Quotes

[first lines]
Traudl Junge: I've got the feeling that I should be angry with this child, this young and oblivious girl. Or that I'm not allowed to forgive her for not seeing the nature of that monster. That she didn't realise what she was doing. And mostly because I've gone so obliviously. Because I wasn't a fanatic Nazi. I could have said in Berlin, "No, I'm not doing that. I don't want to go the Führer's headquarters." But I didn't do that. I was too curious. I didn't realise that fate would lead me ...
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Crazy Credits

After the final credits there is a statement by the real Traudl Jung about her feelings of guilt and responsibility. In the British Cinema release, this is moved to before the credits. See more »

Alternate Versions

Extended version includes 22 minutes of additional footage. See more »

Connections

Spoofed in World War Brown (2014) See more »

Soundtracks

Davon geht die Welt nicht unter
(Michael Jary / Bruno Balz)
© 1942 by Ufaton-Verlagsgesellschaft mbH
Performed by Zarah Leander
Courtesy of BMG Music Publishing Germany, Munich
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User Reviews

A truer rendition of Hitler I've never seen...
15 September 2004 | by adammezeiSee all my reviews

Not since perhaps Rod Steiger's portrayal of Benito Mussolini in Moustapha Akkad's LION OF THE DESERT (1980) have I seen a notorious dictator more realistically acted than Bruno Ganz's stunning display as "Der Fuerer" in The Downfall (2004).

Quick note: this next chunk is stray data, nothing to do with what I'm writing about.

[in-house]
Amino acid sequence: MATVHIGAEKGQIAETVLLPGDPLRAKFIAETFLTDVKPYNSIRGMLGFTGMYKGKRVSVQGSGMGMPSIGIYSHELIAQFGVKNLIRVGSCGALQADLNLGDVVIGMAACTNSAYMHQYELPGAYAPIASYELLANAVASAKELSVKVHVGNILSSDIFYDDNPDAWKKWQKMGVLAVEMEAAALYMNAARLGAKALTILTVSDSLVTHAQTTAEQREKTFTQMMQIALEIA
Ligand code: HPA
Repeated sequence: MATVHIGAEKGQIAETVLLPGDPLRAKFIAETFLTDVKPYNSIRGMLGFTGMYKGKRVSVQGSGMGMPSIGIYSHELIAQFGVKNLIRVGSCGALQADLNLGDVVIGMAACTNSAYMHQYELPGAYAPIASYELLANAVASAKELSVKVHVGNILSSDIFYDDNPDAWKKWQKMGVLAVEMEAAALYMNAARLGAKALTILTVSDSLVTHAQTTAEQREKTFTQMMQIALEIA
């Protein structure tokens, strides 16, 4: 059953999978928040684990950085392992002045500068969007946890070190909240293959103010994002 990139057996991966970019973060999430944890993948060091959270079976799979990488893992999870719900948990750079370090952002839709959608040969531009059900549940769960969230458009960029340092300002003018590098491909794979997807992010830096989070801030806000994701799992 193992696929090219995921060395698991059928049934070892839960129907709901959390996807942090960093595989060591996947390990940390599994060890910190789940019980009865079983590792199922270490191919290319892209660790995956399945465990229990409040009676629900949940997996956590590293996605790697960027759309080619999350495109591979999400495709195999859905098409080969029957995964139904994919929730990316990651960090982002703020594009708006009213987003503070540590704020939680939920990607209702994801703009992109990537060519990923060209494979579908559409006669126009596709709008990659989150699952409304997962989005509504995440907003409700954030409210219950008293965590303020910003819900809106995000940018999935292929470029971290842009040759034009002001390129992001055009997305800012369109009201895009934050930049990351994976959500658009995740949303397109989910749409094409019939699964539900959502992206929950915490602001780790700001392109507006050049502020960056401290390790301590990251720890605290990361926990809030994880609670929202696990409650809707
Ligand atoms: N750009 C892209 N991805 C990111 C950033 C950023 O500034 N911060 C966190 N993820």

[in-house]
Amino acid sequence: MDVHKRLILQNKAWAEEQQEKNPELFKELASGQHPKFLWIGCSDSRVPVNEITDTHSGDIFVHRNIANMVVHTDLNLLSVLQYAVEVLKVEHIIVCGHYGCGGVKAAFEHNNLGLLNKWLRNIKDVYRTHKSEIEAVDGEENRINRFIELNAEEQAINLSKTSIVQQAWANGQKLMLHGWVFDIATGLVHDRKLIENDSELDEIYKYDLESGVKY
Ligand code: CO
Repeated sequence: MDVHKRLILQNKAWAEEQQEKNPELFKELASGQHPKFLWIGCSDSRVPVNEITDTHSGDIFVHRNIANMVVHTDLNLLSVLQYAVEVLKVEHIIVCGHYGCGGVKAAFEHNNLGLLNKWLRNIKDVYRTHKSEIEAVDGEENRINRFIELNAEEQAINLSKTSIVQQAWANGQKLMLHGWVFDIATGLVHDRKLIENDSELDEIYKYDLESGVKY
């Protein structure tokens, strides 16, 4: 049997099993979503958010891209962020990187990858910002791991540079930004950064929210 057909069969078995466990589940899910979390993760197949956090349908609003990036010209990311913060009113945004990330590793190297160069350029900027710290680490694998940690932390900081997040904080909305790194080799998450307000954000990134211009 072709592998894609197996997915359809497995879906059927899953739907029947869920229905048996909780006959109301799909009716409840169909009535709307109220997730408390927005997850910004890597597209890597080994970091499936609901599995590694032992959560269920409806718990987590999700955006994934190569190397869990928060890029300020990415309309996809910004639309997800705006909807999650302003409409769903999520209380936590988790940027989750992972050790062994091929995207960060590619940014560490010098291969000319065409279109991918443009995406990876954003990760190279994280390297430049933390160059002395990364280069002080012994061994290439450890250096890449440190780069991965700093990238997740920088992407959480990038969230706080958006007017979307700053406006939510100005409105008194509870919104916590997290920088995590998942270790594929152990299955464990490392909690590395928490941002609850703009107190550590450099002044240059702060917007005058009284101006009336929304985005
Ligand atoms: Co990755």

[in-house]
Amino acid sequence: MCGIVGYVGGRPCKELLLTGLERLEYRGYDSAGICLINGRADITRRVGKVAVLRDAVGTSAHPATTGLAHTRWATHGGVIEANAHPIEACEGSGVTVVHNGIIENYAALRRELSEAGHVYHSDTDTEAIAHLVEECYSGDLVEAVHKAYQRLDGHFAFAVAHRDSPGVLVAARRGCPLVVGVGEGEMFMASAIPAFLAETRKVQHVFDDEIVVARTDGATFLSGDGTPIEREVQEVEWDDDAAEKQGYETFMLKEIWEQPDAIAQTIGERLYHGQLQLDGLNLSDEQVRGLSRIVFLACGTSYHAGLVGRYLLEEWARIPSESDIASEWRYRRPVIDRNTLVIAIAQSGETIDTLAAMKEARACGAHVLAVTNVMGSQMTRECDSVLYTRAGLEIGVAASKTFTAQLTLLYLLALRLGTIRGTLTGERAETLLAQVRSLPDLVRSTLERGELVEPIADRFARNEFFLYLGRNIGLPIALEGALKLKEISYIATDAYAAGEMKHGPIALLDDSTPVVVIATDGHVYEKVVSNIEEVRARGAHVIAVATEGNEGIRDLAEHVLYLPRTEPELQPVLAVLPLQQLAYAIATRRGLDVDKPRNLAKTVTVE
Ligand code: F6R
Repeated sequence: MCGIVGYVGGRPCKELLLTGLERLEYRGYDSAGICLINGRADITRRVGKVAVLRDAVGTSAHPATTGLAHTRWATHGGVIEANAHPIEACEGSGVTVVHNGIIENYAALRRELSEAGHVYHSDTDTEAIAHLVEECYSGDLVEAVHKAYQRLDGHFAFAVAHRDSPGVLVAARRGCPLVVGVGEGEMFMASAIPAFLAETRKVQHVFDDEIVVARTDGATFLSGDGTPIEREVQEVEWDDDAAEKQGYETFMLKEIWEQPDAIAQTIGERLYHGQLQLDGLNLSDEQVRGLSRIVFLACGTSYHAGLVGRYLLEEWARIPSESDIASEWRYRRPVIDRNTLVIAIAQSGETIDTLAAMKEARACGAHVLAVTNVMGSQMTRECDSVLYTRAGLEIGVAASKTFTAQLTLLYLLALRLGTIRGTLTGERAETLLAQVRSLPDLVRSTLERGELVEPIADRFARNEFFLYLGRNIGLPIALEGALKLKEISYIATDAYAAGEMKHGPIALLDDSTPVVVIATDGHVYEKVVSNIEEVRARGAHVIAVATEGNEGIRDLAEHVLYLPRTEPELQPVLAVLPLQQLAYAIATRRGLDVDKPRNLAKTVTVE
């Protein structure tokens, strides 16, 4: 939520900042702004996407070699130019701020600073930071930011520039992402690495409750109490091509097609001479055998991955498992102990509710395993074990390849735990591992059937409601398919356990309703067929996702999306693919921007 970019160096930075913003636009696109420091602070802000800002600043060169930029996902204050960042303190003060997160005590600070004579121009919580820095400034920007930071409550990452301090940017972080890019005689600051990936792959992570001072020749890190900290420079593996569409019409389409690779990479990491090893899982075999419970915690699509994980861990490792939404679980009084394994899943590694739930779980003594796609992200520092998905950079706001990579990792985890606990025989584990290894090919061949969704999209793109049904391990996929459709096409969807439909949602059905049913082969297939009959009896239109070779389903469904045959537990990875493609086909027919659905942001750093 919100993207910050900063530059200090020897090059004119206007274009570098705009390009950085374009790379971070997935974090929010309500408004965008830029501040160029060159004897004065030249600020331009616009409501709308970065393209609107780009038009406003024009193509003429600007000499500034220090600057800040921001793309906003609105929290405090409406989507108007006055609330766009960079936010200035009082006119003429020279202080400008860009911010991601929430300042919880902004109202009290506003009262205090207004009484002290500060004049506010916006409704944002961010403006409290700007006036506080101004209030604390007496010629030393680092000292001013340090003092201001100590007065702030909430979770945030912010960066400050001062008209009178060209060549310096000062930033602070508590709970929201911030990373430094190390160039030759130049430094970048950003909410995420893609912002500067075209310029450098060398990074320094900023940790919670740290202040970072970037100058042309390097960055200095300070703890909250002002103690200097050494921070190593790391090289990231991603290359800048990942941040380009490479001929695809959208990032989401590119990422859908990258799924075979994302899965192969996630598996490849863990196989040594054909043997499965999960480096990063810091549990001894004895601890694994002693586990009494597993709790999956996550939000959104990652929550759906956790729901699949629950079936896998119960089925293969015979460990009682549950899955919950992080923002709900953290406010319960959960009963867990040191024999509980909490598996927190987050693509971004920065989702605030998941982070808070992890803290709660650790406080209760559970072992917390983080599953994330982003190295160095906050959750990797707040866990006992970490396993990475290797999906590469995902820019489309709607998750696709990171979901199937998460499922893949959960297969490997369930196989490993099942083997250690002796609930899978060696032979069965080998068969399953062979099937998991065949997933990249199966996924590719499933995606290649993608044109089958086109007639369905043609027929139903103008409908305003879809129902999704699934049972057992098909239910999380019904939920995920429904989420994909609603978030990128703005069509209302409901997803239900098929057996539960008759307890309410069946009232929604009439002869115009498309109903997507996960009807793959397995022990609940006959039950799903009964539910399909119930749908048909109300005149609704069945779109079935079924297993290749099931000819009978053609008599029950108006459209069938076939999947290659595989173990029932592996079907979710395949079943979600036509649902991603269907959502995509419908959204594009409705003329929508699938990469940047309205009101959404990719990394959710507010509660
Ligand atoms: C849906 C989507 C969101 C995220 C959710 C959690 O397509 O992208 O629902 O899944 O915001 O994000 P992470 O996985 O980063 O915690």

Sitting amongst a full-house of patrons here at the Toronto Int'l Film Festival's 2004 edition, Ganz captivated the local audience with the scariest Hitler I've ever seen up on the silver screen -- better than Noah Taylor's English Hitler in MAX just a couple of years back.

Audience members get a glimpse into the final days of Hitler's rule from the bunker deep beneath the Reich Chancellery in Nazi Berlin's dying days. The defeated spirit of the Nazis -- covered extensively in the history books -- has seldomly been more penetratingly shown on the Big Screen. Bravo to director Oliver Hirschbiegel for doing this the right (German) way -- for intrepidly tackling a period piece few German producers might.

I'd had a chance to chat with the actors post-screening, with lead actress Alexandra Maria Lara (playing Traudl Junge) candidly admitting the sheer amount of work she'd diligently invested in bringing her character to life -- doubtless complicated by the death of Frau Junge in 2002. Her research, however, was clearly impeccable and left no stone unturned. Corinna Harfouch wasn't on hand -- as Magda Goebbels. Pity because in many respects, she convincingly stole the show.

So rarely do we see Hitler on screen in modern days to allow us a glimpse into the horrifying nature of a madman bent on global domination. We all know the end of this story, but seldom does a film so masterfully suspend your disbelief than does The Downfall in making you wonder just how the Third Reich might end. Historical fiction might never be the same.


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Frequently Asked Questions

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Details

Country:

Germany | Austria | Italy

Language:

German | Russian | French | English

Release Date:

8 April 2005 (USA) See more »

Also Known As:

Downfall See more »

Filming Locations:

Russia See more »

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Box Office

Budget:

EUR13,500,000 (estimated)

Opening Weekend USA:

$18,195, 20 February 2005

Gross USA:

$5,509,040

Cumulative Worldwide Gross:

$92,181,574
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Company Credits

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Technical Specs

Runtime:

| (extended)

Sound Mix:

Dolby Digital | DTS

Color:

Color

Aspect Ratio:

1.85 : 1